Some lawmakers would prefer scaling back the local dollars and counting that toward the $1 billion in tax cuts that Scott wants, or even just simply acknowledging that the increase in education spending would cut into the overall tax cuts.

"If we cut taxes here a billion dollars and raise them $500 million at home, we need to call it a $500 million tax decrease, not $1 billion," said Rep. Fred Costello, R-Ormond Beach, a member of the House education budget committee.

That chamber's plan uses Scott's method of predominantly relying on local property tax revenue -- which House Education Budget Committee Chairman Erik Fresen, R-Miami, describes as an "adjustment with no actual increase in the millage."

But even if the tax rate doesn't change, property owners' tax bills will likely still be higher because of improved property values statewide.

Fresen said the proportion of local taxes toward education declined from 2009 to 2013, "so during a time of declining tax rolls, it was essentially a tax cut," so he said this adjusts for that now that property values are rebounding.

Fresen rolled out the House proposal during a swift discussion on Thursday. The chamber unveiled its full budget plan this morning.

For K-12 education, the House recommends a total budget of $20.3 billion, with $7,232 in per-pupil funding. The current level is about $7,107 per student this year.

To fund the House's plan of an extra $601 million in K-12 education, about 78 percent of that -- or $505 million -- would come from required and discretionary local dollars. About $95 million would come from the state.

By comparison, Scott's budget proposal called for a $20.2 billion education budget with funding of $7,221 per student. He wants to increase K-12 dollars by $507.3 million in 2016-17. But only about $80 million of that would be extra state aide, while $427.3 million — 85 percent — would come from property taxes that homeowners and businesses pay

Meanwhile, the Senate's budget plan is about $50 million more than the House's and $150 million more than the governor's. It's roughly $20.3 billion, with $7,249 in per-pupil funding.

To fund its $650 million increase -- for now -- the Senate has penciled in similar proportions of local and state funding as the House and governor, but Gaetz expects that to change given his and his colleagues' discontent with that calculation.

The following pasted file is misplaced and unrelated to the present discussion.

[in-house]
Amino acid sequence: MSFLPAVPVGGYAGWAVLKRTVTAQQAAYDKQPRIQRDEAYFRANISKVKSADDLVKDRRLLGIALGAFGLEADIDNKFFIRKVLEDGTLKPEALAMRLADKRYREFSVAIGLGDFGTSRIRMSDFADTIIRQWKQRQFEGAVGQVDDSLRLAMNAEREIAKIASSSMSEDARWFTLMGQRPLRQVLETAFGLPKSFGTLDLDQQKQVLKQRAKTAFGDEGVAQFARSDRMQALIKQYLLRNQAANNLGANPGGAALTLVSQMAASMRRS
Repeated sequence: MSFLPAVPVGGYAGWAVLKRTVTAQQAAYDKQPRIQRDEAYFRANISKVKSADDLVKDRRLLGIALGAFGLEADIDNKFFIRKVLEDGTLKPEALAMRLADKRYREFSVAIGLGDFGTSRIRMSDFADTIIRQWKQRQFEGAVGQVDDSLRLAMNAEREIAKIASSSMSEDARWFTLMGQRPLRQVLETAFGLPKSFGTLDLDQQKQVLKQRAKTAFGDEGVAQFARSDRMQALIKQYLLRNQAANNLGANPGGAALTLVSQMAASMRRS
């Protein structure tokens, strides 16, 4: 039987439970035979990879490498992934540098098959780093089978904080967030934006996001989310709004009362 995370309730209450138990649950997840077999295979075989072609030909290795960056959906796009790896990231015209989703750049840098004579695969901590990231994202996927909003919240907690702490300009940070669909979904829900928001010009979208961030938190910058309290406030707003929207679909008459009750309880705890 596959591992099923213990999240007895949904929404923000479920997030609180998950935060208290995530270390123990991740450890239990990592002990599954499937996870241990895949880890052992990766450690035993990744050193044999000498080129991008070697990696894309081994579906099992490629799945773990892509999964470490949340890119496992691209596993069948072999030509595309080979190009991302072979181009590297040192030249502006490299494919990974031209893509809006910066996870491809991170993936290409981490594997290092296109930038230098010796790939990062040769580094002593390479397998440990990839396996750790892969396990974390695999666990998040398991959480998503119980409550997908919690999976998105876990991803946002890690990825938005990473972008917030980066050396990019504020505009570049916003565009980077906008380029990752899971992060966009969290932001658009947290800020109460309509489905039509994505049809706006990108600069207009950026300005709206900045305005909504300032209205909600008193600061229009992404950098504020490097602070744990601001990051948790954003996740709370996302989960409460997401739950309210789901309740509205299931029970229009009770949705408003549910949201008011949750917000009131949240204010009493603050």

January 21, 2016

With budget 'allocations' done, Senate is ready to spend $250M on economic development

The Florida House and Senate are reviving their traditional budget schedule and this week gave "allocations" to their budget subcommittee chairs that set the parameters for their chamber's proposed budget.

As happens most years -- except last year when budget negotiations broke down over health care spending -- this means that the chambers will have budget details available from subcommittees in the third week of session, in full committee in the fourth week and on the floor in the fifth week. 

"We're in a very, very conventional budget calendar,'' said Sen. Tom Lee, R-Brandon, chairman of the Senate Appropriations committee. 

Neither Lee nor Senate President Andy Gardiner would disclose what their allocation numbers are for the decisions that are made behind closed doors. 

"We don't have an allocation document,'' Lee acknowledged "because if we had an allocation document, somebody is going to ask for it."

Both Gardiner, R-Orlando, and Lee said the decision on tax cuts will come later but Gardiner acknowledged that they are prepared to give the governor his full request for economic development funds -- $250 million -- for Enterprise Florida. 

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June 19, 2015

Legislators use $79 billion budget to choose winners -- and losers

When the sun shone on the legislative budget agreement completed an hour before midnight Monday, the examples of who-you-know politics came to light — millions of dollars in pet projects for legislative leaders and well-connected lobbyists.

But often faring worse were those projects that didn’t have a high-profile voice — those with waiting lists of services for the adult disabled, the elderly and even public safety.

Lauren’s Kids, the program to aid victims of sexual abuse founded by the daughter of super-lobbyist Ron Book of Miami, was funded for another year for $3.8 million. But the budget for high-risk probation officers who supervise sex offenders when they return to the community saw little change. Hundreds of officers will continue to have caseloads of violent offenders that exceed the 40-person maximum allowed by state law.

An online education program for prison inmates pushed by a well-connected lobbyist and former Republican Party staff member was funded for $1.5 million. But a public television program that allowed hundreds of teachers to access free instructional videos for their students to prepare for state tests was zeroed out.

Lawmakers included $12 million for a priority of Senate President Andy Gardiner, R-Orlando, to help families of children with disabilities pay for educational services, but they also cut millions in funding for services for 20,000 disabled adults.